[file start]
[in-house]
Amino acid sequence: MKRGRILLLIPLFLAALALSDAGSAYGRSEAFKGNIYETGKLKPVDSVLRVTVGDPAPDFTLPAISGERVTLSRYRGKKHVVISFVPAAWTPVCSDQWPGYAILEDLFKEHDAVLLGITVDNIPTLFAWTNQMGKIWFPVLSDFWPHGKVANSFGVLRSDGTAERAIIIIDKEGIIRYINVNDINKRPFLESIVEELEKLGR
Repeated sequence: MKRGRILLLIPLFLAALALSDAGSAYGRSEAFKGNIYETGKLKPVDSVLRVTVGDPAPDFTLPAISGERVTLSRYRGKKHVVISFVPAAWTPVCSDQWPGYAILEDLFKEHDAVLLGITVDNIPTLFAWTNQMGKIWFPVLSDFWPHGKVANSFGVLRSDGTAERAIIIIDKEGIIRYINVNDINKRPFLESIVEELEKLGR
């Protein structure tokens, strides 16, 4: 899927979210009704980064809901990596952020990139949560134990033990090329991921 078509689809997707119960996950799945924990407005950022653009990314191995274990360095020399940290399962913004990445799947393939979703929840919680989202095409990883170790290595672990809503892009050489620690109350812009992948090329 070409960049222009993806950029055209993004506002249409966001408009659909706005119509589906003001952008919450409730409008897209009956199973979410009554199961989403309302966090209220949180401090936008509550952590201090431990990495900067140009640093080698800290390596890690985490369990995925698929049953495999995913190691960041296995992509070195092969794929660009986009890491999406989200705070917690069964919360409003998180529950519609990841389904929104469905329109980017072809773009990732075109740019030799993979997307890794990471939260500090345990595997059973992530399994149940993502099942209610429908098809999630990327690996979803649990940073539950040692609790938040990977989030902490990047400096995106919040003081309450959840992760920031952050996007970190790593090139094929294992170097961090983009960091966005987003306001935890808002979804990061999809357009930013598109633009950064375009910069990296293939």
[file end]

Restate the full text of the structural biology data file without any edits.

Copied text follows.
[in-house]
Amino acid sequence: MKRGRILLLIPLFLAALALSDAGSAYGRSEAFKGNIYETGKLKPVDSVLRVTVGDPAPDFTLPAISGERVTLSRYRGKKHVVISFVPAAWTPVCSDQWPGYAILEDLFKEHDAVLLGITVDNIPTLFAWTNQMGKIWFPVLSDFWPHGKVANSFGVLRSDGTAERAIIIIDKEGIIRYINVNDINKRPFLESIVEELEKLGR
Repeated sequence: MKRGRILLLIPLFLAALALSDAGSAYGRSEAFKGNIYETGKLKPVDSVLRVTVGDPAPDFTLPAISGERVTLSRYRGKKHVVISFVPAAWTPVCSDQWPGYAILEDLFKEHDAVLLGITVDNIPTLFAWTNQMGKIWFPVLSDFWPHGKVANSFGVLRSDGTAERAIIIIDKEGIIRYINVNDINKRPFLESIVEELEKLGR
């Protein structure tokens, strides 16, 4: 899927979210009704980064809901990596952020990139949560134990033990090329991921 078509689809997707119960996950799945924990407005950022653009990314191995274990360095020399940290399962913004990445799947393939979703929840919680989202095409990883170790290595672990809503892009050489620690109350812009992948090329 070409960049222009993806950029055209993004506002249409966001408009659909706005119509589906003001952008919450409730409008897209009956199973979410009554199961989403309302966090209220949180401090936008509550952590201090431990990495900067140009640093080698800290390596890690985490369990995925698929049953495999995913190691960041296995992509070195092969794929660009986009890491999406989200705070917690069964919360409003998180529950519609990841389904929104469905329109980017072809773009990732075109740019030799993979997307890794990471939260500090345990595997059973992530399994149940993502099942209610429908098809999630990327690996979803649990940073539950040692609790938040990977989030902490990047400096995106919040003081309450959840992760920031952050996007970190790593090139094929294992170097961090983009960091966005987003306001935890808002979804990061999809357009930013598109633009950064375009910069990296293939």